“Reclaiming Love” and the Neglected Part of Ourselves

I always wanted to be a counselor. I imagined myself in my office with clients seeking my “valued wisdom” and me encouraging them to the point of healthy mental status. I had some lofty dreams. When I studied psychology and sociology in college, I did well (grade-wise) and even went on to begin two different masters programs in different areas of the field. Yet, some element always seemed to be missing and so twice I withdrew from the program of study.

By day, I was already a counselor for a state office and while dealing with hundreds of clients on a very large caseload, I had hit an invisible wall and felt ineffective. I thought the masters programs I had been choosing weren’t quite the right fit for me, but deeper down I knew there was a missing peice that was bigger than that.

Shortly after I gave birth to my first child and returned to work, I was assigned the “severe mental health” caseload. On one particular day while interviewing a client who was exceptionally exasperated, she picked up the picture of my newborn baby that I had sitting near my desk and threatened both my baby’s life and mine. As shocking as it may sound to my reader, this was not particularly out of the ordinary in my job. I knew she was struggling and hurting. But now that a peice of my heart was emplanted in another tiny human being that I loved more than myself, I felt more vulnerable and frustrated than ever. I knew the answer had to do with my growing inclination to pray over and with my suffering clients. Where was their spiritual life in their suffering? Was anyone asking? Needless to say the state offices even at that time would not encourage overt prayer.

I used to volunteer for a friend who was a youth minister and he and I still talked. I called him and related my struggles. He encouraged me to apply to the diocese for a youth ministry position. Soon after, I made the transition to employment at a wonderful parish who embraced me warmly as their new youth minister. Now I had found a place where it was my job to teach others to take care of their spirits. I didn’t know I could be so happy working for a living.

Photo by Min An on Pexels.com

While working with the kids to pay attention to their souls and spirits, I realized what was missing in my endevour to be a counselor. At no time in my paid training and college education did anyone teach or discuss the spiritual element of the human being. Our emotions, intellect and physical body are all parts of the human being, but the spiritual component is the ETERNAL human. The WILL of a human resides within its spirit and is connected to its Creator and is what continues on to eternity.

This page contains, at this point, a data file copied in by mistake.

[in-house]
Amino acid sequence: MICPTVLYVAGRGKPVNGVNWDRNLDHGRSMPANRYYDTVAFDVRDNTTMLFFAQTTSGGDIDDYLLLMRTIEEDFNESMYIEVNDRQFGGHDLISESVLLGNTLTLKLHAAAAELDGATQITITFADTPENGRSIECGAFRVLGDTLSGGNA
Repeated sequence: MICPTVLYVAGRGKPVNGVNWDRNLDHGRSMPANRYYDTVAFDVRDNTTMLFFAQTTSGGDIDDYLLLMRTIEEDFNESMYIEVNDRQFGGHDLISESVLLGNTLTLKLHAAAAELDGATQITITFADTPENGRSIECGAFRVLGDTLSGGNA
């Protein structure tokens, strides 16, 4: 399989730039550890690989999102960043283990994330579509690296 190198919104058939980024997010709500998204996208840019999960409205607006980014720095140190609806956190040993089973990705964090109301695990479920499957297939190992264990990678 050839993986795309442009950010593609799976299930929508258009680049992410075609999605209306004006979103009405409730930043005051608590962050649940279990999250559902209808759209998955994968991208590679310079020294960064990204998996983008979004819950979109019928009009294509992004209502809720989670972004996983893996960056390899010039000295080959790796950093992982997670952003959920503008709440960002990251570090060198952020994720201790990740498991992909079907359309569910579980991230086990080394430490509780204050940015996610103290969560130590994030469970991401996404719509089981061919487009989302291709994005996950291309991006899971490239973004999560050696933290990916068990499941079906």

In the depths of every person, there is a sense of the true (reason) and the good (will), acting together and striving to incorporate our emotional world to choose the good. When these three dimensions (reason, will, emotions) are not integrated, the person can be enslaved.”

Fr Martin Connor; Reclaiming Love: Connecting the Head and the Heart p. 21

Enslaved. A great word to describe what I noticed when trying to address a suffering human being without considering their spirit. But how does this relate to love?

Looking at the Complete Person and How it Relates to Love: A Book Club Study

“Reclaiming Love: Connecting the Head and the Heart” by Fr Martin Connor LC is the book we (as friends and prayer warriors) decided to read to understand authentic love and the human person. We discussed love through the eyes of our Creator, and how we love others is all wrapped up in our humanness: reason, will and emotions.

Photo by Greg Gulik on Pexels.com

With warm balmy breezes under the starry skies of Nashville, we gathered around a crackling fire and kicked off our first ten minutes chatting with the author, Fr. Martin (via zoom from meetings in New Orleans.) He introduced the genesis of the book and his plans to expand this ministry to vocations directors, formation directors, and anyone who can use it. He began to guide us toward our evening of discussion with this quote:

“In the dusk of our lives we will be judged on love alone.”

St John of the Cross

Some of my favorite notes from the evening were these gems:

  • We can’t reclaim love if we don’t have silence.
  • The difference between guilt and shame (guilt is “I did something wrong” while shame says “I am bad.” p. 47)
  • Gratitude CALMS
  • PPR: training ourselves to Pause, Process and Reflect

In his years of experiences of working with married and dating couples, Fr Martin conveys that the church has always valued emotions (even if some particular teachers of the faith have not.) They are indeed a gift to the human being, but managing them through our will and intellect is important. He discussed the importance of something called “Emotional Chastity”: the habit that harmonizes the head and the heart, and directs them toward the good of the other, in order to love authentically.

One of the most tremendous things about the book is the appendices on helpful tips for silence and thought management, as well as definitions and small group discussion questions.

As if that wasn’t helpful enough, Fr Martin has short videos to explain sections of the book. He is also receptive to requests to speak and present on the topic of love, relationships and emotions. He has a new book coming out early 2021 for those who are dating and may desire guidance as to good kinds of relationships.

“Whatever you take away from tonight, there is no greater reflection for you to pray with than this: HOW CAN I LOVE BETTER? How can I love as Christ loves?”

Fr Martin Connor LC
Photo by Min An on Pexels.com


For more information more about Fr Martin Connor LC and his writings at:


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